I was going to (finally) publish my New Year’s post but, instead of doing final edits on that one, I realized that I felt compelled to write about something else that seemed more important.
Today is my first dad’s birthday. He would’ve been 65.
I don’t talk very much about this subject; not because I avoid it or find it too difficult, but because 1. I have an adoptive dad and 2. I lost my first dad many years ago and it rarely comes up — especially since I say “my dad” probably a dozen times everyday when referring to my second dad, and no one would think to ask about anything different.
I was very close to my first dad and he was a big part of the world I knew. When he passed away it was quite sudden in many ways. I was young (13), as was he (41). It was a devastating moment and time in my life, and it took me many years to fully recover. Until I was in my late-teens, birthdays, holidays, graduations or any special moment felt tainted by his absence. I didn’t get into celebrating anything, if I even felt like celebrating at all. At the time if I could’ve skipped most of it, I would have.
Since I lost him so young, there are many things I felt he missed. Out of all of them, meeting my son is the one that hurts the most. Actually, it’s the only one that hurts at all now. In the early years I thought my high school or college graduation , or even milestone birthdays would top the list. But they’re not even close. I’d forgo absolutely everything else if he could’ve just met him. And I can’t help but wonder how my son’s presence would’ve changed him.
But despite my limited time with him, I do have countless wonderful memories and I shared so much with him. He was very instrumental in my life and, of course, is responsible for shaping who I am. As the years go on, there seems to be no end to the pieces of him that I see in myself. Aside from a passion for photography, a love of the ocean and some physical features (unfortunately I did not inherit his height), one of my favorites is that when I really laugh, and I mean a good feel-it-all-over-laugh, I sound just like him. So much so that the first time I recognized it, it made me cry because I suddenly missed him so much that my heart broke. Even today, the occasions that I laugh like that can still catch me off guard; but the difference now is that it makes me smile.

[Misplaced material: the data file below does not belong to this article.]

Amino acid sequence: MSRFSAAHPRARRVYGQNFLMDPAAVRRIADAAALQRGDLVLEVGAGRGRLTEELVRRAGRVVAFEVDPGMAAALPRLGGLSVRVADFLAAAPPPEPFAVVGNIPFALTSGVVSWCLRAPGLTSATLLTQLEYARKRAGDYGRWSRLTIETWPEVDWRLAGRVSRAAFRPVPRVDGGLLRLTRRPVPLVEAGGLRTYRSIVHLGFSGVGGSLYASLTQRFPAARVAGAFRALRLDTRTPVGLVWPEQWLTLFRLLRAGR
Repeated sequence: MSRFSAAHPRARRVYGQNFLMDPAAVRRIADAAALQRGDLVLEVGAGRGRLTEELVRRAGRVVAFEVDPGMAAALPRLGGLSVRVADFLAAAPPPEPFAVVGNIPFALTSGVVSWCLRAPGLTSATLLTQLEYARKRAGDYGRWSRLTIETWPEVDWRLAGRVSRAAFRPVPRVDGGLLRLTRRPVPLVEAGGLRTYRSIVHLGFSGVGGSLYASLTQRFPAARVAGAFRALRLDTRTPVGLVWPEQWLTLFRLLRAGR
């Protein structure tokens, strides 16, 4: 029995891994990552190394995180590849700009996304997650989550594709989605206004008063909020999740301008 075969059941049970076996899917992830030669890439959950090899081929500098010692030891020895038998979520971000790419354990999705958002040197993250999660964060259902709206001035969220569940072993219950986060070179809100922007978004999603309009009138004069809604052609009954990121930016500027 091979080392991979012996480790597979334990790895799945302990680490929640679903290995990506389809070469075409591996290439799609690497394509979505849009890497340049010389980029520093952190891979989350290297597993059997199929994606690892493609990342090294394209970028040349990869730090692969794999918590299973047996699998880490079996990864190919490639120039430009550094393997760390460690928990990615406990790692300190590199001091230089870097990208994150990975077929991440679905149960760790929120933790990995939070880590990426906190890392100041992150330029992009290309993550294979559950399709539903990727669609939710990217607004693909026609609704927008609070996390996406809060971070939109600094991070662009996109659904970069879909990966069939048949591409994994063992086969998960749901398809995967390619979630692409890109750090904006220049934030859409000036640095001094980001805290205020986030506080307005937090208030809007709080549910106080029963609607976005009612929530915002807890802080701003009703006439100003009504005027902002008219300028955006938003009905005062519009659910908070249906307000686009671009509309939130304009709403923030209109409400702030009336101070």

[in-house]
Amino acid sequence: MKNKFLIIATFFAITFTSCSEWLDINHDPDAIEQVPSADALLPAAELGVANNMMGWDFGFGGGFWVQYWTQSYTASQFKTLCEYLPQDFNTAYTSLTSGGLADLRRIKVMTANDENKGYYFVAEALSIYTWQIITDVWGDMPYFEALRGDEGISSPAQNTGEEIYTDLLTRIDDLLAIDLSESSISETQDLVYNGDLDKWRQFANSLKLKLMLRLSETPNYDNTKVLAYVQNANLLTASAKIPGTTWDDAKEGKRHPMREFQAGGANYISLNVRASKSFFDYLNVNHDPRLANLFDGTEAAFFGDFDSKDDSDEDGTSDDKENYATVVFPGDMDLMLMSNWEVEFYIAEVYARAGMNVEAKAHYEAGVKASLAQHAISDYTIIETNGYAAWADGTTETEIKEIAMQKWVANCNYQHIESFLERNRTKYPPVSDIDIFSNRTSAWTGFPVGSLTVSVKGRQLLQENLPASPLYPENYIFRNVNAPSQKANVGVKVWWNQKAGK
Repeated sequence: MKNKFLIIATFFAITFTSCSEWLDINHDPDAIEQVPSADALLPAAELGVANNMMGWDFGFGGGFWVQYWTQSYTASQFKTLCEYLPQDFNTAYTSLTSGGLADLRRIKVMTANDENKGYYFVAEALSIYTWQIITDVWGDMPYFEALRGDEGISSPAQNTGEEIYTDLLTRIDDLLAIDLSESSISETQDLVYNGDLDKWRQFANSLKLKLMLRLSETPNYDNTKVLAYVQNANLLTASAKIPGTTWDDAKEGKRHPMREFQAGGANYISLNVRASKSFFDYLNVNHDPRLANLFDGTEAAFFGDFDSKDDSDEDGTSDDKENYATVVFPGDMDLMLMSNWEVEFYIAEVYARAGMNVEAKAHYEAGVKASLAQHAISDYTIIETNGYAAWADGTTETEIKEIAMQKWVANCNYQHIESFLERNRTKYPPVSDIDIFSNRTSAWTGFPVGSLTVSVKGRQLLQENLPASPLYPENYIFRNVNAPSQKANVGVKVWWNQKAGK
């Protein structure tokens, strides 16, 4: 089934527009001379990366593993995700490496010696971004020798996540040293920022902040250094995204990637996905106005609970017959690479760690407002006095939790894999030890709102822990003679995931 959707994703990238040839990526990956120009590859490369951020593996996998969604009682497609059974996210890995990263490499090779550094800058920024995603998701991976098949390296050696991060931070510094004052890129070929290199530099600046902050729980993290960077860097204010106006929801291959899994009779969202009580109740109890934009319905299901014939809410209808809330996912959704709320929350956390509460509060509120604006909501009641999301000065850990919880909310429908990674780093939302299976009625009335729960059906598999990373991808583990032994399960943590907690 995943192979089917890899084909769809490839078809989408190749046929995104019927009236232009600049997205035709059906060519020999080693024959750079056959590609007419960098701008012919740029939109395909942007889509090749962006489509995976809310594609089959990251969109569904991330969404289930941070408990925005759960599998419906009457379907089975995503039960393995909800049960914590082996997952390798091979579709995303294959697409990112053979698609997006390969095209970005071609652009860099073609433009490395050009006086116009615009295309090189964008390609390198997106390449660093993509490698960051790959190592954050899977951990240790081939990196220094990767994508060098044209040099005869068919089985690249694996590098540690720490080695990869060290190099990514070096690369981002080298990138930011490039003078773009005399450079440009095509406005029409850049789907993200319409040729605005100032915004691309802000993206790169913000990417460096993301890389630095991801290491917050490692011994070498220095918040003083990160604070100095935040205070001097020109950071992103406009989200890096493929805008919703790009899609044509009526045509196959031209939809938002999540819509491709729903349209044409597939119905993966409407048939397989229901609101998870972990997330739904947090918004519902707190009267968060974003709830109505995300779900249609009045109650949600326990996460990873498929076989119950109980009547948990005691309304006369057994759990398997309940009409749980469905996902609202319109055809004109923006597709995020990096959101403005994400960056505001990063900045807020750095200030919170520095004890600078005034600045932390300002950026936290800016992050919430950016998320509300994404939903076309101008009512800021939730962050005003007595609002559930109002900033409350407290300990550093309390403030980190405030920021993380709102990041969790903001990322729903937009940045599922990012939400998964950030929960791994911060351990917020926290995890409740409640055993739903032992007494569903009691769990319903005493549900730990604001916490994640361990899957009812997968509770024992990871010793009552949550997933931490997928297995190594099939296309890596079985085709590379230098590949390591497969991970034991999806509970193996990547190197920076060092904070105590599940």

As I mentioned, because this isn’t something that really comes up, especially publicly, as I began this post I quickly realized that I couldn’t talk about my first dad without including my second…
My second dad came into my life when I was just three years old. So not only do I feel like I’ve always known him but he was an immense presence in our family for all the years that followed. Around 19 or 20 our relationship changed. We’d gotten much closer over the years, and by then he would refer to me as his daughter and I would refer to him as my dad. It’s not something that was conscious — it just evolved. It was perfectly natural, it fit us, and we never thought to question it. He didn’t replace my first dad, and has never tried to — that was never the point. But his involvement has changed my life in countless ways for which I feel indebted. He is one of my best friends, has been an amazing teacher, and I’ve always said that if I could have put in an order for another dad, he is what would have arrived on my doorstep. Before children were even a thought for me, I spent a lot of time thinking that one day my kids would be missing a grandpa. As it turns out, that’s not true; and my son is equally lucky to have him as a grandpa, as I am to have him as a dad. Because of his example, one of my greatest desires as a parent is for my son and I to have the kind of relationship that I have forged with my own parents.
So, here’s a little twist: he adopted me when I was 30 years old.